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Putin may be at the door. Why is Biden ignoring the bell?

Putin may be at the door. Why is Biden ignoring the bell?

The West seems committed to doubling down on the war, despite more signs Russia is willing to talk

Analysis | Europe

There is a dearth of hopeful possibilities coming out of the Ukraine war these days, so it’s important to make the most of them when they do emerge.

Case in point: last week, Reuters published a report based on four sources “who work with or have worked with [Russian President Vladimir] Putin at a senior level in the political and business world” and are “familiar with discussions in Putin's entourage,” who told the outlet Putin was ready to negotiate an end to the war on the current battlefield lines.

Significantly, when asked about the report at a press conference, Putin said to “let them resume,” meaning peace talks.

If true, this is yet another signal coming out of Moscow in recent months that Putin is open to striking a deal to finally end the war, albeit on the condition that Ukraine accept territorial losses. As distasteful as that prospect is, the United States and its partners, including the Ukrainian leadership, should urgently take this opportunity.

For one, we are already living through the folly of ignoring the very real prospects for a negotiated end to this war in 2022. The result has been disastrous for Ukraine.

Though the numbers are a state secret, Ukraine has by now almost certainly suffered hundreds of thousands of casualties. Its economy and infrastructure have been crippled, it is mired in massive amounts of foreign debt, faces more than half a trillion dollars in reconstruction costs, seen its democratic institutions degraded — all while facing a social crisis from its rapidly aged and disabled population.

Worse, Ukraine has started losing territory it gained back in its fall 2022 counteroffensive, as Russia has leveraged its far bigger population and resources to slowly make gains. Western intelligence agencies now reportedly expect the country to suffer “significantly greater territorial losses” by the end of this year.

Meanwhile, the measures taken by the Ukrainian leadership and its NATO partners to maintain the war effort are becoming increasingly morally indefensible. As Kyiv puts its deeply unpopular expansion of conscription into action — and as ordinary Ukrainians flee the country, desert the military, or desperately avoid being snatched by military recruiters and sent to die on the front line — a succession of NATO states, including Poland and even some German officials, have talked about deporting Ukrainian refugees, so they can be forced to fight.

Meanwhile, only 35 percent of those not fighting feel ready to serve, and morale is rock bottom among the country’s increasingly older, unhealthy recruits.

All the while, the war’s risk of catastrophic escalation is creeping back to the high point it reached two years ago, when President Biden warned the world was the closest to “Armageddon” it had been in sixty years. With the United States and Europe looking at the serious prospect of what the Economistrecently called a “humbling episode” that would be a “modern Suez moment,” officials have begun publicly floating previously unthinkable steps to prevent a Ukrainian defeat, ones that have the potential to trigger direct NATO-Russia hostilities.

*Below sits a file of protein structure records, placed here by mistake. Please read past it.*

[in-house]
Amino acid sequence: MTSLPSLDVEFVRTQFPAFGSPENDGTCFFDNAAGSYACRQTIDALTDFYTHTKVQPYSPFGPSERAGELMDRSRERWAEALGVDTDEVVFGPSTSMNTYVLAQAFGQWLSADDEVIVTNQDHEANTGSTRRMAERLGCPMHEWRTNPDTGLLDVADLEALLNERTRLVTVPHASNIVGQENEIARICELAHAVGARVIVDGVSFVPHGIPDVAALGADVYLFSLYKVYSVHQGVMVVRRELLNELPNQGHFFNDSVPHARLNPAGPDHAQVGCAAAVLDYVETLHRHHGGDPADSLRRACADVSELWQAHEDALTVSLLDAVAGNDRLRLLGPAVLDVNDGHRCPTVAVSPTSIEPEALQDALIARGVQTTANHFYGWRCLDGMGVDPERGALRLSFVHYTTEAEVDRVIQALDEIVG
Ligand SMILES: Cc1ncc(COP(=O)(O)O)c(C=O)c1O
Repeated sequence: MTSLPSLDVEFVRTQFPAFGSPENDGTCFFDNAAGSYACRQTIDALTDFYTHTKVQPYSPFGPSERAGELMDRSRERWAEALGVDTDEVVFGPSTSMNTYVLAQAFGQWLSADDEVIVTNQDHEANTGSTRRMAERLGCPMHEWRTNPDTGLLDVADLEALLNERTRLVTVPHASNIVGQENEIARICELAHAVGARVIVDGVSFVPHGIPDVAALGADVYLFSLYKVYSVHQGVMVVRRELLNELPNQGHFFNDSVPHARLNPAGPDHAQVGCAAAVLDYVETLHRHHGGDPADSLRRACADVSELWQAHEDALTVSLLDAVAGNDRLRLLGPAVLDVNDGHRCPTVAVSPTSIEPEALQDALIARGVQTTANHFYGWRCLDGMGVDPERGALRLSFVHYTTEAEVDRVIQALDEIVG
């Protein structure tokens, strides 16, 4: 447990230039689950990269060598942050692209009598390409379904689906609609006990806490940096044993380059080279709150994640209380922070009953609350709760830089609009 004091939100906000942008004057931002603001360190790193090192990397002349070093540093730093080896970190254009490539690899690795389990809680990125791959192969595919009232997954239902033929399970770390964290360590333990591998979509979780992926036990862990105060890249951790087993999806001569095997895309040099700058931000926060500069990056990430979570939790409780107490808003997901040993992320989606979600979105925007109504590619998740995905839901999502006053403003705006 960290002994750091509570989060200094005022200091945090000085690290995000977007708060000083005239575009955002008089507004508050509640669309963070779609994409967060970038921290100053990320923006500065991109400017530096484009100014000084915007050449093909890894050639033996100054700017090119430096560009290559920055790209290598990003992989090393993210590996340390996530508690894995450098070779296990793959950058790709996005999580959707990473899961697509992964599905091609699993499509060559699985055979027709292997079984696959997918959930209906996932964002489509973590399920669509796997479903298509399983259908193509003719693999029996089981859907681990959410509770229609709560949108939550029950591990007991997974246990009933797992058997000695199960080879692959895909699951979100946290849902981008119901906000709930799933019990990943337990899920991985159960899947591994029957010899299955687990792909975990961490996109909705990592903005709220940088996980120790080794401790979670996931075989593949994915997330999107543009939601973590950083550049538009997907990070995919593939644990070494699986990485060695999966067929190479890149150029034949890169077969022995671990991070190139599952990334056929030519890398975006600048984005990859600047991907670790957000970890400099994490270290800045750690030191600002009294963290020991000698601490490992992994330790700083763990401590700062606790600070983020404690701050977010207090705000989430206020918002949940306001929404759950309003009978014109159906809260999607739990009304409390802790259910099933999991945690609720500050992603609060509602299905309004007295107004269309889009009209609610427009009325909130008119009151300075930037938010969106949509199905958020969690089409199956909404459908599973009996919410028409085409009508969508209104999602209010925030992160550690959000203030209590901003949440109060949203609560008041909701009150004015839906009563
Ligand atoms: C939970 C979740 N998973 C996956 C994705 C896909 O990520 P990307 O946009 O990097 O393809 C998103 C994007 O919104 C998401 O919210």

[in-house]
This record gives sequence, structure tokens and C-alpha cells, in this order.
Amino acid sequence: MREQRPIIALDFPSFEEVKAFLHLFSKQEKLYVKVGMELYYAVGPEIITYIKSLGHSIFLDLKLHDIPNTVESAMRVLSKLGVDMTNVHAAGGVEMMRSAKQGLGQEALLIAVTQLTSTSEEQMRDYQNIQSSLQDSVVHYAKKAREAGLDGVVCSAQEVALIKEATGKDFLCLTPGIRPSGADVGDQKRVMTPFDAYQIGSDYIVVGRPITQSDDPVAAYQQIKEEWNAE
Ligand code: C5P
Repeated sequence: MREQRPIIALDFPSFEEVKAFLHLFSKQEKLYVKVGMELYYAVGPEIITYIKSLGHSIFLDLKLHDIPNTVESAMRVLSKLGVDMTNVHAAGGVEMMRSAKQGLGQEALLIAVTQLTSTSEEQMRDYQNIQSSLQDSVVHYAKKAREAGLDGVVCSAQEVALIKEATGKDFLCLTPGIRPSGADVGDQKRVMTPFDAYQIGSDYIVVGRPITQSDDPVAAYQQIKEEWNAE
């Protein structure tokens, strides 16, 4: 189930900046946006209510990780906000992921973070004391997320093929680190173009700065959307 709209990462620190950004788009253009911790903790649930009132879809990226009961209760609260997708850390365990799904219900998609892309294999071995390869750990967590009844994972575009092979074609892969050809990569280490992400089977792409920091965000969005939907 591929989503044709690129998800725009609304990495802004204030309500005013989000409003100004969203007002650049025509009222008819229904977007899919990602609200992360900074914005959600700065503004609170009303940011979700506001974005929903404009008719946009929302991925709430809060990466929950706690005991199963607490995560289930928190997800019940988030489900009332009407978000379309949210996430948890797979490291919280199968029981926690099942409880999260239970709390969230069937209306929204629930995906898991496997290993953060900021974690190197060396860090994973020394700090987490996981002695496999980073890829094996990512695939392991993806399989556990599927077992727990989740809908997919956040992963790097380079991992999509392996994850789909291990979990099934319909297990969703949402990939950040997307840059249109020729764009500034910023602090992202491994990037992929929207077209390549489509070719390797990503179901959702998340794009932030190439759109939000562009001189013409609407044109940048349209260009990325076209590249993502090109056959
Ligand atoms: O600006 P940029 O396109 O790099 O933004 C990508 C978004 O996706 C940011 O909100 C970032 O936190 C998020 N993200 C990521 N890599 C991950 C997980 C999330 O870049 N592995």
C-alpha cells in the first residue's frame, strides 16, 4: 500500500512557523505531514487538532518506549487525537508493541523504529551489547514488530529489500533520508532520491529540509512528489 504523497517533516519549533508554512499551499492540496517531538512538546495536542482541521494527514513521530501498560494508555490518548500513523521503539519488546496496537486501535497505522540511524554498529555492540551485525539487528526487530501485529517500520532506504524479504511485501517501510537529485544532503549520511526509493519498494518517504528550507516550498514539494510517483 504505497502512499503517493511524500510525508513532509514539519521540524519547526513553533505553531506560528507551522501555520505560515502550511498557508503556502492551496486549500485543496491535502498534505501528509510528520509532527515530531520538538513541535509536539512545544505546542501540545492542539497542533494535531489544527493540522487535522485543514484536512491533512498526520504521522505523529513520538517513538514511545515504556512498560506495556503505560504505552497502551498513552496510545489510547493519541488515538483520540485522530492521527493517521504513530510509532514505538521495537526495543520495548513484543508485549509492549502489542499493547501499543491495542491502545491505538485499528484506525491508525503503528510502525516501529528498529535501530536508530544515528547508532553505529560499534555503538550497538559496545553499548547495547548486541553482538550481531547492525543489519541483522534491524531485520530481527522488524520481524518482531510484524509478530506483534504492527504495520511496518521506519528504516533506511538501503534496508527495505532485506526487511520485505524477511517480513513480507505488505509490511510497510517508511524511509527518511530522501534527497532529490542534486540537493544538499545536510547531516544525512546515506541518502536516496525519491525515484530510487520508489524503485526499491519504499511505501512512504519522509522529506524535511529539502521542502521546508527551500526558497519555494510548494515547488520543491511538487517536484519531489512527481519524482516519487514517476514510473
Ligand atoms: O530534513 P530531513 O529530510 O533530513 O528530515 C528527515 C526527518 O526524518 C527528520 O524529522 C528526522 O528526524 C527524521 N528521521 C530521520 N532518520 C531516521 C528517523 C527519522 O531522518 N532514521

Several NATO member states, including France, have now publicly threatened to send troops into Ukraine. Just yesterday, the Ukrainian military’s top commander officially permitted French instructors to enter Ukrainian training centers, bringing the possibility of Russian strikes killing NATO service members one step closer to reality.

At the same time, other alliance officials, including Secretary General Jens Stoltenberg, are now warming up to the idea of letting Kyiv use its Western arms to strike targets within Russia, something the Kremlin has warned is “playing with fire.” We got a chilling idea of what that might mean last Friday, when Ukrainian forces used drones to destroy an early warning radar site in Russia.

The radar, warned Carnegie Nuclear Policy Co-director James Acton, was a key part of Russia’s nuclear detection and deterrence system that would have “only limited military benefit to Ukraine and exacerbates nuclear risks.”

As Acton pointed out, attacks on this system are explicitly listed as potentially justifying the use of nuclear weapons in Russia’s military doctrine, just as they had been by the Trump administration.

The potential for these and further escalations will only grow in the months to come. As the U.S. election season heats up, the political pressure to avoid the appearance of defeat, humiliation, or loss of prestige — and so, the incentives to escalate in the hope of forestalling one or all three — will only become more intense.

Taking advantage of Putin’s apparent openness to a ceasefire and striking a deal now, however unpleasant, will be better for everyone: for the state of Ukraine, for its people, and for the safety of the entire world. To borrow words that were already once tragically ignored, the Biden administration should now “seize the moment.”

Russian President Vladimir Putin (Anyur Mammadov/Shutterstock) and US President Joe Biden (Jonah Elkowitz/Shutterstock)

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